Accelerating the Transition to Clean Energy
By Elizabeth Warren
Climate change is an existential threat. It’s real, it’s man-made, and we’re running out of time to address it. Our government needs to take bold action and use all the tools available to combat climate change before it’s too late.
That’s why I’m proud to be an original supporter of the Green New Deal. That’s why I’ve proposed a historic $2 trillion investment in researching, developing, and manufacturing clean energy technology here in America so that we can lead the global effort to slash greenhouse gas emissions by 2030 and beyond. That’s why I support returning to the Paris Agreement and restoring Obama-era environmental protections like the Clean Power Plan. And that’s why I’ve proposed a set of executive actions I’ll take on day one of the Warren Administration to stop drilling and promote renewables on public lands.
Today I’m proposing a plan to attack climate change from another angle too — using the power of public markets to accelerate the adoption of clean energy. I’m proud that my plan has the support of former Vice President Al Gore, a long-time leader on combating climate change, and support from many colleagues in Congress, including Senator Ed Markey and Congresswoman Alexandria Ocasio-Cortez — the original authors of the Green New Deal.
Here’s how it works:
Publicly traded companies have an obligation to share important information about their business. But right now, these companies don’t share much about how climate change might affect their business, their customers, and their investors.
That’s a problem in two ways. First, there are a lot of companies that could be badly hurt by the likely environmental effects of climate change. We’ve already seen how record storms, flooding, and wildfires can cause billions of dollars in damage. That may be just the beginning. According to experts, unchecked climate change is likely to destroy billions in property and displace millions of people around the world, producing “economic losses and social disruption … likely to be greater in total than those experienced in the housing crisis and the Great Recession.” Companies could face serious harm from climate change in any number of ways, from flooding that damages their warehouses to massive storms that disrupt their shipping routes.
Second, global efforts to combat climate change will have an enormous impact on certain types of companies, particularly those in the energy sector. The Task Force on Climate-related Financial Disclosures found that reduced greenhouse gas emissions and increasingly affordable deployment of clean energy technology could have “significant, near-term financial implications” for Big Oil and fossil fuel companies. Experts estimate that if the world makes the changes necessary to meet the emissions goals of the Paris climate accord, at least 82% of global coal reserves, 49% of global gas reserves, and 33% of global oil reserves will have to go unused the next 30 years. The market is not appropriately pricing in this risk, and it’s creating what former Vice President Gore has called a “carbon bubble” — an inflation of the value of fossil fuel companies that could burst and threaten the financial system.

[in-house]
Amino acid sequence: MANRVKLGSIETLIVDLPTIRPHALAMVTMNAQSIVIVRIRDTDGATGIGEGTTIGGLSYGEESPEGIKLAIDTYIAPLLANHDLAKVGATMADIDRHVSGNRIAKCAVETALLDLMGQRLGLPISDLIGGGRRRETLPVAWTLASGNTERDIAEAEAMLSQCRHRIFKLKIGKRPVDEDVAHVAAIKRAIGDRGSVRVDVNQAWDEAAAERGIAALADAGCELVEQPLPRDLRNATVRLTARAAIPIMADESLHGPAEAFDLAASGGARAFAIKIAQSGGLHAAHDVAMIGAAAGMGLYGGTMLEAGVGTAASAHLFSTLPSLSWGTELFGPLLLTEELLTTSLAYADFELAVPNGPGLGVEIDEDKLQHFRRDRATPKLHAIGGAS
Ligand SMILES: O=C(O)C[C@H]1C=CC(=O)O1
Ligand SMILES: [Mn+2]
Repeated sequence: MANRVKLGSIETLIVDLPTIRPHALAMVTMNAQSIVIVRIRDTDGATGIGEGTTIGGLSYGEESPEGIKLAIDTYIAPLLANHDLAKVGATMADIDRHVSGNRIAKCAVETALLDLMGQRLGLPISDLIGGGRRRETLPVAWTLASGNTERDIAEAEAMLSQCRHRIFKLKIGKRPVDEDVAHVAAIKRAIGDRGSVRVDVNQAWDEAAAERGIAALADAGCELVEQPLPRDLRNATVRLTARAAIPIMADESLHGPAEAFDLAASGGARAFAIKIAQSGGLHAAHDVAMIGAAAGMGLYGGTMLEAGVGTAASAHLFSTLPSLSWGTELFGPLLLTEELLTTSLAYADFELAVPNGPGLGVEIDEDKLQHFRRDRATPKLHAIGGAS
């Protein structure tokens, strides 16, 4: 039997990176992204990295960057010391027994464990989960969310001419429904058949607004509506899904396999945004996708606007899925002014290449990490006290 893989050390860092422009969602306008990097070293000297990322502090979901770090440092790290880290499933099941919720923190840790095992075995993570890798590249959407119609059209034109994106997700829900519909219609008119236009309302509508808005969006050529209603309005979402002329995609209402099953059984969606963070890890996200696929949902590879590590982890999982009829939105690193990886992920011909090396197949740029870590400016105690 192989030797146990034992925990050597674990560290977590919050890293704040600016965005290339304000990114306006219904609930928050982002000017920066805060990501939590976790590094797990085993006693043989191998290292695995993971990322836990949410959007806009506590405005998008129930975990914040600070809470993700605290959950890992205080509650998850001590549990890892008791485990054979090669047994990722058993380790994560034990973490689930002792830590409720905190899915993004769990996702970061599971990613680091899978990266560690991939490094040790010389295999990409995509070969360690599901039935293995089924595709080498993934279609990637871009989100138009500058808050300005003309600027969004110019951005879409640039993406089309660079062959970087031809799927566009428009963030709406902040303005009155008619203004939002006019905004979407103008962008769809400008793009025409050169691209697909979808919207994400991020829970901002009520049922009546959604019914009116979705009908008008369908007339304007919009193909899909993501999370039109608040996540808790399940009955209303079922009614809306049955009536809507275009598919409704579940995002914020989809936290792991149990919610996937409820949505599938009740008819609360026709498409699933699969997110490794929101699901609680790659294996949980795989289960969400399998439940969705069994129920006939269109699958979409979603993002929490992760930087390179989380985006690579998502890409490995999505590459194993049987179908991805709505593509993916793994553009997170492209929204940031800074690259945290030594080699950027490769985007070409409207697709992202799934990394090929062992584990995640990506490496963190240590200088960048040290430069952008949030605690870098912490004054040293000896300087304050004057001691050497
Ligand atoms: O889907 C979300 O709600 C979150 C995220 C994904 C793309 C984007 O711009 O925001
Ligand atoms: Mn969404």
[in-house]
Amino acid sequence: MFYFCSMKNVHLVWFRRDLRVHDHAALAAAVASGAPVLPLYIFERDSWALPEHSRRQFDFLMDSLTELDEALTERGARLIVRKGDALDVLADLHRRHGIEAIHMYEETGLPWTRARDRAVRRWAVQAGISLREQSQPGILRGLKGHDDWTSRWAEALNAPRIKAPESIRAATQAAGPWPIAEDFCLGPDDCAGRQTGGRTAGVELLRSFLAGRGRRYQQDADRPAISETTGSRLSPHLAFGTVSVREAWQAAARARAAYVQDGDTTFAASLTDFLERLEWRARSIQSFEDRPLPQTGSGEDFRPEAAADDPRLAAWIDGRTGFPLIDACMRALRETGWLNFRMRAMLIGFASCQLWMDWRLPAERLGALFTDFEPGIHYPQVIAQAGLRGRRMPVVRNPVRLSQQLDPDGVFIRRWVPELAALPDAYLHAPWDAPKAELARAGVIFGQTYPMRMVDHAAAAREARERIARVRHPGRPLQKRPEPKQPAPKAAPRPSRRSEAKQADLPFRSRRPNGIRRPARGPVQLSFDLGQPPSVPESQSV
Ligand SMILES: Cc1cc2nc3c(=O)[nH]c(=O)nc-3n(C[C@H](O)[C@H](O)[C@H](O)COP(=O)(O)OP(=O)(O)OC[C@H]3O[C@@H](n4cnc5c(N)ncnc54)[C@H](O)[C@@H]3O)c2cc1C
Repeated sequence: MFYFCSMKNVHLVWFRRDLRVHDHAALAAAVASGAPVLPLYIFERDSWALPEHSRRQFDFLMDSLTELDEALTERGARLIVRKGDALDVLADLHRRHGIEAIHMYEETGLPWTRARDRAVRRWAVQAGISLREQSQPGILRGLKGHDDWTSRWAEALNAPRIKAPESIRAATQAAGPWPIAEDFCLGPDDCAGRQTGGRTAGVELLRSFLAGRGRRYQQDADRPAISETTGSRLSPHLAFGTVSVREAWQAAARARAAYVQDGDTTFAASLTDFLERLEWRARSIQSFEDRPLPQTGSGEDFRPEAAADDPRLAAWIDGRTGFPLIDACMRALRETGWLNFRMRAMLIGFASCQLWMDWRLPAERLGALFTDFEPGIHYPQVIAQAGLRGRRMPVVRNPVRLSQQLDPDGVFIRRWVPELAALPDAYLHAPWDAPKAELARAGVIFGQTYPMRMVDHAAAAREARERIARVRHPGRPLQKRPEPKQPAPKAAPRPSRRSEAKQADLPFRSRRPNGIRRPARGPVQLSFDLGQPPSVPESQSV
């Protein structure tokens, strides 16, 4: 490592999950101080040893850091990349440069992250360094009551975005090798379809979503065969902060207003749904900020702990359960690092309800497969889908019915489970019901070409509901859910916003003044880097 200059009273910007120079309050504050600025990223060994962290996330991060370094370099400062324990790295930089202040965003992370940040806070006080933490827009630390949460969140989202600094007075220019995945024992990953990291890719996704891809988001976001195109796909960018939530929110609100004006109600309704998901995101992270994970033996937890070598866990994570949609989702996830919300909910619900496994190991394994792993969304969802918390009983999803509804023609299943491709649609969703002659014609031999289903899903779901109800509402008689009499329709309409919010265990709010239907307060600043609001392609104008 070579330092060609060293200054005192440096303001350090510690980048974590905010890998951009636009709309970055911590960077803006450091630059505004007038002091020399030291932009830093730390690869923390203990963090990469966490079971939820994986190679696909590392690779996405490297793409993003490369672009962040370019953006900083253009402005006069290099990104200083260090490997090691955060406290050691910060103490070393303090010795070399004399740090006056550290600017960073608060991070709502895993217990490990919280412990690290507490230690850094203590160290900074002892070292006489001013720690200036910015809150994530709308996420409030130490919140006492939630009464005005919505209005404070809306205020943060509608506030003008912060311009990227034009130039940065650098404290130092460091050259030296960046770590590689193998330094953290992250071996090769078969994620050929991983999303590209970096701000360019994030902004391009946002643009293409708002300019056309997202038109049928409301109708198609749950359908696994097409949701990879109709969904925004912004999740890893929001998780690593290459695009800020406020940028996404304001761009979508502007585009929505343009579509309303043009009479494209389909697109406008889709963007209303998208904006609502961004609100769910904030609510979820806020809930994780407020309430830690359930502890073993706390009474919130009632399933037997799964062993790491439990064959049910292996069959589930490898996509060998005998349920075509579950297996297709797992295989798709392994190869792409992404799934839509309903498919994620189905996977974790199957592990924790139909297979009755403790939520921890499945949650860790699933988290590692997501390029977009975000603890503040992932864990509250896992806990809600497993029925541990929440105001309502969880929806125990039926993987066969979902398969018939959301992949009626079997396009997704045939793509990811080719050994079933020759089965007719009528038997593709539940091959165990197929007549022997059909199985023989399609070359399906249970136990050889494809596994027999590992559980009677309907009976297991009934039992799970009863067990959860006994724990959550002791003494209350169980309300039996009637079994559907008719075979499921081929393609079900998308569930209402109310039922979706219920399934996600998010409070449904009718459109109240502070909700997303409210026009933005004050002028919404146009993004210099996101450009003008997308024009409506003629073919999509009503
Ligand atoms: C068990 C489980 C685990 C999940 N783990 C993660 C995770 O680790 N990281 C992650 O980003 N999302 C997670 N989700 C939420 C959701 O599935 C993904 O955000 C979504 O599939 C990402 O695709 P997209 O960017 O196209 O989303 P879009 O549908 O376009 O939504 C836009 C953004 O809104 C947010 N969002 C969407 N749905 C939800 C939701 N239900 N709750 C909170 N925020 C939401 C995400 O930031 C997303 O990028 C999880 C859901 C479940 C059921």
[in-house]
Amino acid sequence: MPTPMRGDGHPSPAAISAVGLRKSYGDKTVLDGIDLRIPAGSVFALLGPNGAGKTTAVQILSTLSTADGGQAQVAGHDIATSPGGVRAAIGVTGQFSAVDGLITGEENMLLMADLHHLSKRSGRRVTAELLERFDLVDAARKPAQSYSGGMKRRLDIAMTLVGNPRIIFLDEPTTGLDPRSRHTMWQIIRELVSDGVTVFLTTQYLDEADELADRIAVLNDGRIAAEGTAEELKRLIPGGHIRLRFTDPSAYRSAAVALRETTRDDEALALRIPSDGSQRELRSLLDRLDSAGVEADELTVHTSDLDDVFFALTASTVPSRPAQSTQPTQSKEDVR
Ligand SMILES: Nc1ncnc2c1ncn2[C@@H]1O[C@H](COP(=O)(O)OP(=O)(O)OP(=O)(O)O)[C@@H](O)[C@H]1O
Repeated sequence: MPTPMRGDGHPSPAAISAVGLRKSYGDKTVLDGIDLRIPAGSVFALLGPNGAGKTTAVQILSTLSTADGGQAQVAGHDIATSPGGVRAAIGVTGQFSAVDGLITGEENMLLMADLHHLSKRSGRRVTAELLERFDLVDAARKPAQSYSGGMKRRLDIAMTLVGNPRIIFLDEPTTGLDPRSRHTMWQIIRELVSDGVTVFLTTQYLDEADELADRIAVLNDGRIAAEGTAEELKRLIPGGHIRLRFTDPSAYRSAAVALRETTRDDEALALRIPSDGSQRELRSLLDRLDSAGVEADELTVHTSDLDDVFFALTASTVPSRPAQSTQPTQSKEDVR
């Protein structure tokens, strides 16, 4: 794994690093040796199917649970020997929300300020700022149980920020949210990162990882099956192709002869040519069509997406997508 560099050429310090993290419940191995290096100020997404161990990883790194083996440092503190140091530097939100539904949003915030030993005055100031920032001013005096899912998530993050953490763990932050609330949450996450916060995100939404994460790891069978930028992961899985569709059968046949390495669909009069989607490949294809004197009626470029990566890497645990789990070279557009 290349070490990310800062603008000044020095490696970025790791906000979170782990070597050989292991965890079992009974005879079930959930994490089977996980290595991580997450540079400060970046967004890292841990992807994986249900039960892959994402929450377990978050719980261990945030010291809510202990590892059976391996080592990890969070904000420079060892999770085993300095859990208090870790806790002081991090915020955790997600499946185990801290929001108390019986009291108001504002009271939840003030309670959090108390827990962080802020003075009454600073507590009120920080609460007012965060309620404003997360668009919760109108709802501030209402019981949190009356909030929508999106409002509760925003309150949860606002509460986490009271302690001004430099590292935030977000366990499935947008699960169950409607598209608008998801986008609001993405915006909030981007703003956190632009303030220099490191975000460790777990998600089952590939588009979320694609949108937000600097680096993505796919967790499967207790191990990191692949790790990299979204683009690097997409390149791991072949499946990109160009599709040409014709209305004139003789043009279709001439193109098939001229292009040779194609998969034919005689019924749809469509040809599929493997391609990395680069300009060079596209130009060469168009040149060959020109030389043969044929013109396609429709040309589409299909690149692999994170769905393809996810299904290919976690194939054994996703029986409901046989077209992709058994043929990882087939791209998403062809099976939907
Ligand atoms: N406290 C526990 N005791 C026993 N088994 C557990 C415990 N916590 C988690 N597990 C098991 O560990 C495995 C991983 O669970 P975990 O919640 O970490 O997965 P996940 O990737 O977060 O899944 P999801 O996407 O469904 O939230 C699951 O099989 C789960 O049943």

My Climate Risk Disclosure plan addresses these problems by requiring companies to publicly disclose both of these types of climate-related risks. It directs the Securities and Exchange Commission to issue rules that make every public company disclose detailed information, including the likely effect on the company if climate change continues at its current pace and the likely effect on the company if the world successfully restricts greenhouse gas emissions to meet the targets of the Paris Agreement
My plan also requires the SEC to tailor these disclosure requirements for specific industries so that, for instance, fossil fuel companies will have to make even more detailed disclosures.
This plan will have an immediate effect on our efforts to combat change. Some investors are already divesting from fossil fuel companies, and a leading American insurance company recently announced that it would no longer insure or invest in coal. My plan will push more investors to move their money out of the fossil fuel industry, accelerating the transition to clean energy. It will also demonstrate to investors that — if nothing else — climate change represents a serious risk to their money and they need to demand global action to address it. And it will make clear that climate change represents not just an existential environmental threat to the planet, but a serious threat to our financial system — one that we need to head off now before it costs people their homes, jobs, and savings like the 2008 crisis.
We need to use all the powers of the government to address climate change, and we don’t have any more time to waste. My Climate Risk Disclosure plan is another tool we can use to lead the global effort to address climate change and save our planet.